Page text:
I propose:

#define __rdtsc(x)                        \
 do                                       \
  {                                       \
   uint64_t lo,hi;                        \
   asm ("rdtsc" : "=a"(lo), "=d"(hi));    \
   x=(hi<<32)|lo;                         \
  } while (0)

The first thing you might have noticed is the do {...} while (0) construct around the code. That’s one way of ensuring that the macro will obey pretty much every syntactic rule in C and C++, whether it is followed by ; or not. The second is the list of outputs. Here, we have “=a” (which indicates eax as the register, or rax if you’re in 64 bits mode) written to lo, and “=d” (corresponding to edx or rdx) written to high. In 32 bits mode, we should be able to write "=A"(x), that designates the combination eax:edx to be written in x, but that simply does not work in 64 bits mode. (I would guess it’s a compiler bug: it doesn’t know how to copy two 32 bits integers side by side to form a single 64 bits value; "=A" would mean rax:rdx, which makes no sense here for us.)

* *

Now we know how to write our own intrinsics that lets the compiler perform its various optimizations. However, a word of caution: use sparingly. Sure, they give performance or access to specific instructions when needed, but they will prove ultimately hard to maintain because the next programmer might not be familiar with assembly language and the intricacies of GCC—assembly language is indeed a rare skill, in this time of Java, Python, and C#.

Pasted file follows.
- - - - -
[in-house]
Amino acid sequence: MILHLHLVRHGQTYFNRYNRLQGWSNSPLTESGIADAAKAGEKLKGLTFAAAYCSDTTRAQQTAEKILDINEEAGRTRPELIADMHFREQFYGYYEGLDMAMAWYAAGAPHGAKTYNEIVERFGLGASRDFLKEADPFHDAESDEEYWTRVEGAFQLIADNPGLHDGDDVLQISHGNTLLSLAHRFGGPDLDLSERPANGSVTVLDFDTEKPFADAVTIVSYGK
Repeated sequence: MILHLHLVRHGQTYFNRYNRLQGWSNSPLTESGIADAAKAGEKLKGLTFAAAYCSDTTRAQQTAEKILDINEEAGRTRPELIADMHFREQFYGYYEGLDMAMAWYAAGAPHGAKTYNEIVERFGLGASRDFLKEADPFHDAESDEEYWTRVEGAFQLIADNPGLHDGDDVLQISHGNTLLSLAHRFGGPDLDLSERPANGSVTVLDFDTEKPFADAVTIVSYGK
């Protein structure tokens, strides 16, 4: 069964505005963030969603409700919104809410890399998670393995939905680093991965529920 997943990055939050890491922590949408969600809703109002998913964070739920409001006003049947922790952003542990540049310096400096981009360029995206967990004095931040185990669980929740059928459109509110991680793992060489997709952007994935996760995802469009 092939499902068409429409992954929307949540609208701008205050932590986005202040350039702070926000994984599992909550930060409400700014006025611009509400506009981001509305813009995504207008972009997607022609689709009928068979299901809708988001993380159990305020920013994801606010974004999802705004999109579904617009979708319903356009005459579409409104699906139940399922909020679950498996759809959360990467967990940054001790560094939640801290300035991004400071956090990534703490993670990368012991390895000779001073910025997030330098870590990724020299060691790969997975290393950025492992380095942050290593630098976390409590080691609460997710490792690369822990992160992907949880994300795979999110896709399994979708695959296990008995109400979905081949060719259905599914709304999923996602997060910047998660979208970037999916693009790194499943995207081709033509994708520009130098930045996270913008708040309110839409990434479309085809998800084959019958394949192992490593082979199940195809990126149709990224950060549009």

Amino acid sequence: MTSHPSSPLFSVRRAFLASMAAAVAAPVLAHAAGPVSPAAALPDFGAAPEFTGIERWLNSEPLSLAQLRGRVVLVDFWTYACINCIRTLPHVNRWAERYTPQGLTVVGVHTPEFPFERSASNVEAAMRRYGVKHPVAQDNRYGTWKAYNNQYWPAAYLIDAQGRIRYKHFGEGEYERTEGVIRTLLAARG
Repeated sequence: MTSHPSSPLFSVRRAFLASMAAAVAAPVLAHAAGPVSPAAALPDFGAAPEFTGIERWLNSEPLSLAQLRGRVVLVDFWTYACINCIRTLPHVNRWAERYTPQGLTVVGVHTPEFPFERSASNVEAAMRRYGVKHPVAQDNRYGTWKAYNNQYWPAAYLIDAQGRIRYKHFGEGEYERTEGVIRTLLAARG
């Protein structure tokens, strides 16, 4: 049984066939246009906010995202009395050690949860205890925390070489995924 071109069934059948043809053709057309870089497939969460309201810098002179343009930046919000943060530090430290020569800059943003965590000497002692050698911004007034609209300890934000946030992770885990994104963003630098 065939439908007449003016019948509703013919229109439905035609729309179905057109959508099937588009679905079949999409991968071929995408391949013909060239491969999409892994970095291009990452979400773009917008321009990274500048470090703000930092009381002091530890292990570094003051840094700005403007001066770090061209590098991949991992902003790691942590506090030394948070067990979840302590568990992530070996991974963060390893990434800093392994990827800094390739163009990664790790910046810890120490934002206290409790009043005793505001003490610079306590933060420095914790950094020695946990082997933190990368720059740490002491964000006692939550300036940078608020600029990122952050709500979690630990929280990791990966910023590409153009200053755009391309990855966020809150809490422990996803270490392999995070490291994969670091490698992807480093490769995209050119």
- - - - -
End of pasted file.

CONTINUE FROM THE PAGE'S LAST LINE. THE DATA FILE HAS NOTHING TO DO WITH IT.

Also, if your code is becoming a soup of intrinsics, you may consider write larger assembly language functions in an external file. The compiler is very good, but probably not as clever as a good programmer to perform large-scale optimizations. The compiler won’t figure out how to reorder your data to use vectorization: you will. Also, the compiler obeys rules from C and C++ that prevent it from doing certain optimizations. For example, it will not change the order of evaluation around the coma operator (,) because the standard forbids it. You can.

* *

Lastly, the other problem I see with the GCC asm extension is that it tries maybe a bit too much to be architecture-independent, and as such, isn’t very good in mixing 32 and 64 bits registers. For example, in 32 bits mode, “a” means eax but the same “a” in 64 bits mode now means rax, while “A” means eax:edx or rax:rdx, which is a bit half-baked because while it made sense to return a 64 bits value in two 32 bits registers in 32 bits mode, the same 64 bits value should be returned in a single 64 bits register, rax (see, for example X86 calling conventions).

Conclusion: cool, but use sparingly.

2 Responses to Yet More __builtins

  1. Arnulfo F. Wise says:

    In your article, you mention the compiler intrinsics that can be used in place of inline assembly. With the loss of inline assembly for 64-bit development, I’m looking for quick and efficient alternatives for a few things… Is there a compiler intrinsic or equivalent that accomplishes the same as the FPU instruction “FRNDINT” By the way, nice article. Very informative and well written.

  2. […] at least getting . Well, in fact, we can. We can estimate using one of GCC‘s builtin functions. We can then use for the lower bound, and for the upper […]